Zack Rogue notably sang “Screw California” on Rogue Wave’s last album, but that was a lie—2005’s Descended Like Vultures was shot through with Cali sunshine, bright as candy and limitless with pop possibilities. Proving themselves adept at crafting huge, surging choruses, Rogue Wave sounded familiar (maybe the Pixies with a softer edge) and somehow new at the same time. Asleep at Heaven’s Gate now continues that same kind of expert carnival of noise, even as its songs are longer (six of the 12 creep over five minutes) and flirt with jam-band explorations. Oddly, though, it feels like a step back.
Oh, there’s still unvarnished beauty on display: The pneumatic hand claps that propel the ringing “Lake Michigan” are a masterstroke, and “Fantasies” never wants to begin, but then hits with a guitar hook that bores straight into your skull. Yet when the band searches for a groove on the onset of “Harmonium” or the twilight of “Phonytown,” the results sound particularly disconnected and distractingly small. Rogue’s breathy tenor means that over half the lyrics are buried, which isn’t bad, actually, since what’s audible doesn’t really seem interesting. The exception is the vulnerable “Christians in Black,” a solo acoustic number that underlines its melancholy about being “born and raised to be alcoholic” with trembly echo. No sunshine here, thankfully.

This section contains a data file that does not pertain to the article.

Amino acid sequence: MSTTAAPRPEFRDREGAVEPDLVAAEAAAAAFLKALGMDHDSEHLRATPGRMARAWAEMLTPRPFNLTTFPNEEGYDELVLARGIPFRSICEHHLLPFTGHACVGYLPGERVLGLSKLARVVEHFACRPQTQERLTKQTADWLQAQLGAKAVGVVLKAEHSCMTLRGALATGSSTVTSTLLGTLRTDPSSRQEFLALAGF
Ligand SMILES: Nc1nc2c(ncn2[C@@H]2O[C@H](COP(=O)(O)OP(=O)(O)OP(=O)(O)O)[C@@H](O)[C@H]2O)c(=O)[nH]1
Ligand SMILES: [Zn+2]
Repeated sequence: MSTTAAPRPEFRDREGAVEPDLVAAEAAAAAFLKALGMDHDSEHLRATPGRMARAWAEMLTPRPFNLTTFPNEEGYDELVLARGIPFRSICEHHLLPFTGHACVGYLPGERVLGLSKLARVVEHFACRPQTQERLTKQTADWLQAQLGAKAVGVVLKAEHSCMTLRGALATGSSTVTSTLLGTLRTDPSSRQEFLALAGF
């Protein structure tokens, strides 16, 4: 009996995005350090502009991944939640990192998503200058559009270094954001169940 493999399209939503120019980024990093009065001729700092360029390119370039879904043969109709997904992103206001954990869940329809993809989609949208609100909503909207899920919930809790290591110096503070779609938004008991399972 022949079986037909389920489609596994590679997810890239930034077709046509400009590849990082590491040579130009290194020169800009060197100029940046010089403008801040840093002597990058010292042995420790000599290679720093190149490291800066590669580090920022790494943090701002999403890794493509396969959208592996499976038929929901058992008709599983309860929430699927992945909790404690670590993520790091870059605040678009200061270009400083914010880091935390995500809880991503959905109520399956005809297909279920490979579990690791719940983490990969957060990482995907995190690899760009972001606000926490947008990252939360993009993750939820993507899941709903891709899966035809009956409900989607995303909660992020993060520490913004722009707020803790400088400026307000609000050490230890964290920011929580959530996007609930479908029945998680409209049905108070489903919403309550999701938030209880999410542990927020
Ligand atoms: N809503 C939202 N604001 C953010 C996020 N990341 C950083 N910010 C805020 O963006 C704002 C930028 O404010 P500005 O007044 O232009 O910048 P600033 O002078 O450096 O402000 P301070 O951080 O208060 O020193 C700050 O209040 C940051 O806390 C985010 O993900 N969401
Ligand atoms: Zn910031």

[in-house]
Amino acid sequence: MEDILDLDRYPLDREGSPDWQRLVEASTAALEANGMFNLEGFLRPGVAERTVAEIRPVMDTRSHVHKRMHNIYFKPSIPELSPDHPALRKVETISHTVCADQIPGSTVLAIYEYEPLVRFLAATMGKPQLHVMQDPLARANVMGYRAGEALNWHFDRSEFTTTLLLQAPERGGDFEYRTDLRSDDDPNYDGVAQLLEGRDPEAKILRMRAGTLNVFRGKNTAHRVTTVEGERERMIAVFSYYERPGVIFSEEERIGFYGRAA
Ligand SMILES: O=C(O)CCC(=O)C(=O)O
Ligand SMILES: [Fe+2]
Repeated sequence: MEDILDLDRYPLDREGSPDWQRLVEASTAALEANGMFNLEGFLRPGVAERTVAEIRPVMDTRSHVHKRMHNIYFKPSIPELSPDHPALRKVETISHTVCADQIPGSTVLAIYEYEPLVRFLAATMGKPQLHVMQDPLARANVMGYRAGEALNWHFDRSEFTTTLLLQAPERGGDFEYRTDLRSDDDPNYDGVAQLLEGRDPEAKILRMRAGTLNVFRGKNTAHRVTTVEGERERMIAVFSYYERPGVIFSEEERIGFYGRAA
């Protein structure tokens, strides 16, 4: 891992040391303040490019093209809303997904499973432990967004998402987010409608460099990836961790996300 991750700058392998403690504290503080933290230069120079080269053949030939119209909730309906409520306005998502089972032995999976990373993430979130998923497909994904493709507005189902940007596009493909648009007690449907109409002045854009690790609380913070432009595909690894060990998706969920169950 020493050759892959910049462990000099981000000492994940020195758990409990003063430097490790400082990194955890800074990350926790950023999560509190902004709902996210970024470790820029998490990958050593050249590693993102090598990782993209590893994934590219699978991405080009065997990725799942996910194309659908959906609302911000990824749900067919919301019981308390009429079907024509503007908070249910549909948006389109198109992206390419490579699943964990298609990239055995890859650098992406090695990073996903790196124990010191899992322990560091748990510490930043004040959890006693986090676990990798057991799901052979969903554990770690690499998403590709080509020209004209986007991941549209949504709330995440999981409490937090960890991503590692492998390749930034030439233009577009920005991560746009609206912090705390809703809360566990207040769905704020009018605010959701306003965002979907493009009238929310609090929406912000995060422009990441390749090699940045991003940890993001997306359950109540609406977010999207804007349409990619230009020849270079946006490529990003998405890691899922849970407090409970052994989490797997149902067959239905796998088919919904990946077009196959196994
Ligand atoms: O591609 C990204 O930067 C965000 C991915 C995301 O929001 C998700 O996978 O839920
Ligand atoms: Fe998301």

This article from the Village Voice Archive was posted on September 11, 2007